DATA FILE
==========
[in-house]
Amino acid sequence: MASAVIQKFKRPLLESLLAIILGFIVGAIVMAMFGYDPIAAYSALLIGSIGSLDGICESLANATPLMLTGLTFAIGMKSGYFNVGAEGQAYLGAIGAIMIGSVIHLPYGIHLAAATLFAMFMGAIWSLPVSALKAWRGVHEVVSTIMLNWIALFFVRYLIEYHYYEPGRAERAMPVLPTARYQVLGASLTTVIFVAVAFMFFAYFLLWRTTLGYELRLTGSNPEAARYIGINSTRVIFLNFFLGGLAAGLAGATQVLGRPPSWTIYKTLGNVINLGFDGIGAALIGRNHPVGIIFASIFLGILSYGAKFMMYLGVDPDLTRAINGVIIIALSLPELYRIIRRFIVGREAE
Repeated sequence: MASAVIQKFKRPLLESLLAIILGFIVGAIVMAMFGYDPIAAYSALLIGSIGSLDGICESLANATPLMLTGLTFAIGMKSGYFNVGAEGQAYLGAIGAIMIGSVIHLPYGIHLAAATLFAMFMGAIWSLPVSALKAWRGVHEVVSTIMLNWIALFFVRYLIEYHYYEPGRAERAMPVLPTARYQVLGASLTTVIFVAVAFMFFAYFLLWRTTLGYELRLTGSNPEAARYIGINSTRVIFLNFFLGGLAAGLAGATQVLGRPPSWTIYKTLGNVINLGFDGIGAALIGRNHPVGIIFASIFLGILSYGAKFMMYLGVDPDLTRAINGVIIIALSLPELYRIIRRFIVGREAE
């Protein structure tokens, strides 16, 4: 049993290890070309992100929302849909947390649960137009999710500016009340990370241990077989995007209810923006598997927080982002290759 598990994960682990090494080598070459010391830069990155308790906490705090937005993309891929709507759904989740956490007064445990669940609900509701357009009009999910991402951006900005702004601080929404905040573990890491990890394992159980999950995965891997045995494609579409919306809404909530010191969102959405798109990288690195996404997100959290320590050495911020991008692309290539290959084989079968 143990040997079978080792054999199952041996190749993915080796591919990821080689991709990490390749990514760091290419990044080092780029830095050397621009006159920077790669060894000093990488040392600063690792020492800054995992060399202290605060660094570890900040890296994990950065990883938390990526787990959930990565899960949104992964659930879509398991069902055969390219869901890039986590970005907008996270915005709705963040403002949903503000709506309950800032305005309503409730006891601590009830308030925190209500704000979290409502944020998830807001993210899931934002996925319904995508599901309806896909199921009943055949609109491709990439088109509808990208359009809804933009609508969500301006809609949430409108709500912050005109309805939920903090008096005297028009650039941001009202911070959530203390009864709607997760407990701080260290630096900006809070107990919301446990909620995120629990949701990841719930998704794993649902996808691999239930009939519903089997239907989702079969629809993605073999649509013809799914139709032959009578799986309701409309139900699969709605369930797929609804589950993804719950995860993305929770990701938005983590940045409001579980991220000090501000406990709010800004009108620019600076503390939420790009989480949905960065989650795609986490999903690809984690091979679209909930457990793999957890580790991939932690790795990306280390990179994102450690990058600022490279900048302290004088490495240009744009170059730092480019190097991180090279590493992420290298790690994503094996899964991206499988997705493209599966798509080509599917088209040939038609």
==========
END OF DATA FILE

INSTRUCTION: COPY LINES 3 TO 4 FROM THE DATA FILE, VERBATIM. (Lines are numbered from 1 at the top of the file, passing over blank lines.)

Repeated sequence: MASAVIQKFKRPLLESLLAIILGFIVGAIVMAMFGYDPIAAYSALLIGSIGSLDGICESLANATPLMLTGLTFAIGMKSGYFNVGAEGQAYLGAIGAIMIGSVIHLPYGIHLAAATLFAMFMGAIWSLPVSALKAWRGVHEVVSTIMLNWIALFFVRYLIEYHYYEPGRAERAMPVLPTARYQVLGASLTTVIFVAVAFMFFAYFLLWRTTLGYELRLTGSNPEAARYIGINSTRVIFLNFFLGGLAAGLAGATQVLGRPPSWTIYKTLGNVINLGFDGIGAALIGRNHPVGIIFASIFLGILSYGAKFMMYLGVDPDLTRAINGVIIIALSLPELYRIIRRFIVGREAE
């Protein structure tokens, strides 16, 4: 049993290890070309992100929302849909947390649960137009999710500016009340990370241990077989995007209810923006598997927080982002290759 598990994960682990090494080598070459010391830069990155308790906490705090937005993309891929709507759904989740956490007064445990669940609900509701357009009009999910991402951006900005702004601080929404905040573990890491990890394992159980999950995965891997045995494609579409919306809404909530010191969102959405798109990288690195996404997100959290320590050495911020991008692309290539290959084989079968 143990040997079978080792054999199952041996190749993915080796591919990821080689991709990490390749990514760091290419990044080092780029830095050397621009006159920077790669060894000093990488040392600063690792020492800054995992060399202290605060660094570890900040890296994990950065990883938390990526787990959930990565899960949104992964659930879509398991069902055969390219869901890039986590970005907008996270915005709705963040403002949903503000709506309950800032305005309503409730006891601590009830308030925190209500704000979290409502944020998830807001993210899931934002996925319904995508599901309806896909199921009943055949609109491709990439088109509808990208359009809804933009609508969500301006809609949430409108709500912050005109309805939920903090008096005297028009650039941001009202911070959530203390009864709607997760407990701080260290630096900006809070107990919301446990909620995120629990949701990841719930998704794993649902996808691999239930009939519903089997239907989702079969629809993605073999649509013809799914139709032959009578799986309701409309139900699969709605369930797929609804589950993804719950995860993305929770990701938005983590940045409001579980991220000090501000406990709010800004009108620019600076503390939420790009989480949905960065989650795609986490999903690809984690091979679209909930457990793999957890580790991939932690790795990306280390990179994102450690990058600022490279900048302290004088490495240009744009170059730092480019190097991180090279590493992420290298790690994503094996899964991206499988997705493209599966798509080509599917088209040939038609």